Dutch DELAY plan to weed out tourists
Category: News | Posted on Fri, December, 16th 2011 by THCFinder
The Dutch government is delaying plans to ban tourists from buying marijuana until at least next May, although it still intends to curtail the country's famed tolerance policy.
Cannabis is technically illegal in the Netherlands, but police turn a blind eye to possession of small amounts and it is sold openly in designated cafes known euphemistically as ''coffee shops''. Large-scale growers are prosecuted.
Among other measures, the cabinet wants to introduce a ''weed pass'' system that allows only legal residents of the Netherlands to buy marijuana.
Justice Minister Ivo Opstelten said a trial in southern cities planned for next month would be delayed until May because of practical difficulties.
Supporters hope it will solve problems caused by about 3.9 million French, German and Belgian buyers who drive across the Dutch border each year just to buy the drug.
Mr Opstelten said the pass system would be applied nationwide in 2013, despite some opposition. ''Coffee shop'' owners say it will violate privacy laws, since it will require them to store passport and other information about customers.
Some southern cities have begun lobbying against the plan after predictions that it would result in street dealers taking over the marijuana trade again, as it was three decades ago when the tolerance policy was introduced.
''If it appears that additional [police] support is necessary, I will ensure that it's available in a timely manner,'' Mr Opstelten said.
The city of Amsterdam also opposes the pass plan, because it would mean the closure of about half the city's ''coffee shops''. It says nearly a quarter of the tourists who visit to smoke weed stay several nights and contribute to the economy rather than cause problems.
Joe Rogan on Marijuana Abuse
Category: Celebrities | Posted on Thu, December, 15th 2011 by THCFinder
Local cannabis company announces success with cancer treatment
Category: Medical Marijuana | Posted on Thu, December, 15th 2011 by THCFinder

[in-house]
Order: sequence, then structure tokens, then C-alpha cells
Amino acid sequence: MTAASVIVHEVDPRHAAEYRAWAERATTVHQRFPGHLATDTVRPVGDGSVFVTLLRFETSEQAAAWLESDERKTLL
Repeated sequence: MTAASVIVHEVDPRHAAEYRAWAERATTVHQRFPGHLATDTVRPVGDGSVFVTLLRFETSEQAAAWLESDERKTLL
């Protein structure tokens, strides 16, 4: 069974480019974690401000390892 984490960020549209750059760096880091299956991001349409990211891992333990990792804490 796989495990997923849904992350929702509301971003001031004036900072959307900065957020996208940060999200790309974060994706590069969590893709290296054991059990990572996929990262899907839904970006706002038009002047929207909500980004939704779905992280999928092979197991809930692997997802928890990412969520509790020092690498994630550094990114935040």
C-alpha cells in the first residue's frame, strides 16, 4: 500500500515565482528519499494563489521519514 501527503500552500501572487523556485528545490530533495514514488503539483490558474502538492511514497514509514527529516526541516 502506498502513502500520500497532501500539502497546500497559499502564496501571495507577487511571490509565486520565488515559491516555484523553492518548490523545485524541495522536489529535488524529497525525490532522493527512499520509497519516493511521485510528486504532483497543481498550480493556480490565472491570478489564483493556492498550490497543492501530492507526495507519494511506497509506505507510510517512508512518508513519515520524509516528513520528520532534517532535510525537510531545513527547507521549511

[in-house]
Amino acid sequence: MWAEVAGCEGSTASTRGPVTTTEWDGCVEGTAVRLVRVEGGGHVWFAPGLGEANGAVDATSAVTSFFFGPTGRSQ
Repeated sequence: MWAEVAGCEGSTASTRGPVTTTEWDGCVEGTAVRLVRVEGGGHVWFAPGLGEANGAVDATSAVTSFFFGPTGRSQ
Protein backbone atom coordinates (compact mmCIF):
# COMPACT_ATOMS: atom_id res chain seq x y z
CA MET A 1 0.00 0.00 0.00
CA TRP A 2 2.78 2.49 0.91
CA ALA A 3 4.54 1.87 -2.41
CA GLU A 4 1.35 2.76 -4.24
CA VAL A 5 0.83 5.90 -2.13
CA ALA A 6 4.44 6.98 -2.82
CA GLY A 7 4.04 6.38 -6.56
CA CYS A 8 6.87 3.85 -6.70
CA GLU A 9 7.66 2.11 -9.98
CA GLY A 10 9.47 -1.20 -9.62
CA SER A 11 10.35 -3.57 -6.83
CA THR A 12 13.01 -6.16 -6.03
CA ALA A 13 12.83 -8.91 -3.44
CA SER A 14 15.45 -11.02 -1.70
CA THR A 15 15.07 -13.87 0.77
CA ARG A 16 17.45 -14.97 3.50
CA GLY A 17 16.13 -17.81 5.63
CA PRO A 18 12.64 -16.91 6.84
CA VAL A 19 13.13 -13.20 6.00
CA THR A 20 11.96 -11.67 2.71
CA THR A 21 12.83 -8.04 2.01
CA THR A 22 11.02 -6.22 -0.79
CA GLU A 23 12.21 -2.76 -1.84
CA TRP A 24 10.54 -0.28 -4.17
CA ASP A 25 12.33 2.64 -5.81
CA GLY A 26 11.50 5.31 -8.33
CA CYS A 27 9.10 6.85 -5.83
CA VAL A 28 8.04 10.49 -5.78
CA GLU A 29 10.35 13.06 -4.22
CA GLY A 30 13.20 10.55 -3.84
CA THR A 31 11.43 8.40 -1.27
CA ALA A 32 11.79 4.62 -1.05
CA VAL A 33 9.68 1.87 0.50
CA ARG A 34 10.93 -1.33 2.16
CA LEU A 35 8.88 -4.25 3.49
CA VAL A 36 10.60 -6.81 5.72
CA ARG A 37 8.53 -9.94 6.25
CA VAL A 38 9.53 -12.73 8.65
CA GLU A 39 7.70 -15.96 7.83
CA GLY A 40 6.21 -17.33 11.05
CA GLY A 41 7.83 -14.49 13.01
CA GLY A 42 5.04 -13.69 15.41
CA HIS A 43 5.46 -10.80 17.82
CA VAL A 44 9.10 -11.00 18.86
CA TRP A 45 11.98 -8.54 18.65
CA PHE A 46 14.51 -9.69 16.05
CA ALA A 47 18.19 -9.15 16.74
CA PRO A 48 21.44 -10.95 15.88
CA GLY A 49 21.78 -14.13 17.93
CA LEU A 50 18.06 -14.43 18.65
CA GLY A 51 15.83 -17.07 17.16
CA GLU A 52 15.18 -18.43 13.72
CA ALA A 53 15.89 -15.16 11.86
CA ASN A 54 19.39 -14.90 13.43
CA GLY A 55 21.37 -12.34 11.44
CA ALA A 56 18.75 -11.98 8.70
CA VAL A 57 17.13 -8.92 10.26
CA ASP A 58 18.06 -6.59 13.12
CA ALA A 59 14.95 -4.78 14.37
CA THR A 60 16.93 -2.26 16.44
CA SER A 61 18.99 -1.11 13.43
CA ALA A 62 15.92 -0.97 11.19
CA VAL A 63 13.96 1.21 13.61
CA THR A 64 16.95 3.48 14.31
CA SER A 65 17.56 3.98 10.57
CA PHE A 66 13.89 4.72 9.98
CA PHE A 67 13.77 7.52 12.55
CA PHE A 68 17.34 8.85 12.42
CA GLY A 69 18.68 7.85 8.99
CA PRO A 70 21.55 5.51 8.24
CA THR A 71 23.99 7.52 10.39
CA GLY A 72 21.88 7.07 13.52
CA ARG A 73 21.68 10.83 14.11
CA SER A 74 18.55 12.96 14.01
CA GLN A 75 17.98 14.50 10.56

Denver-based Cannabis Science, Inc. announced this week that a cancer patient has had success using the company’s cannabis-based product in the treatment of skin cancer.
The biotech company, which develops pharmaceutical cannabis products, said this is the second patient to use the product successfully. “This patient has photo-documented dramatic results that we will release to the public once treatment is completed and has been properly vetted by clinical biopsy,” the company said in a press release. “Cannabis Science, in conjunction with several Colorado-licensed dispensaries and physicians, consults with a number of cancer patients who were seeking to inform themselves of the current peer-reviewed scientific literature, regarding modern and historical use of cannabis preparations for treating cancers so that they can make informed decisions regarding their self-directed cancer treatment.”
More from the press release:
Cannabis has an outstanding safety profile as determined in 1988 by Federal Administrative Law Judge Francis Young who recommended cannabis be removed from Schedule I. The refusal of the DEA to follow this recommendation has resulted in 16 states allowing some form of medical marijuana access for their citizens. Numerous other states are moving in this direction. Consequently, patients in states with medical marijuana laws are able to make an informed decisions to try various state-legal cannabis preparations and to determine what is most effective for their particular condition. As a result, there is an unprecedented accumulation of “anecdotal” data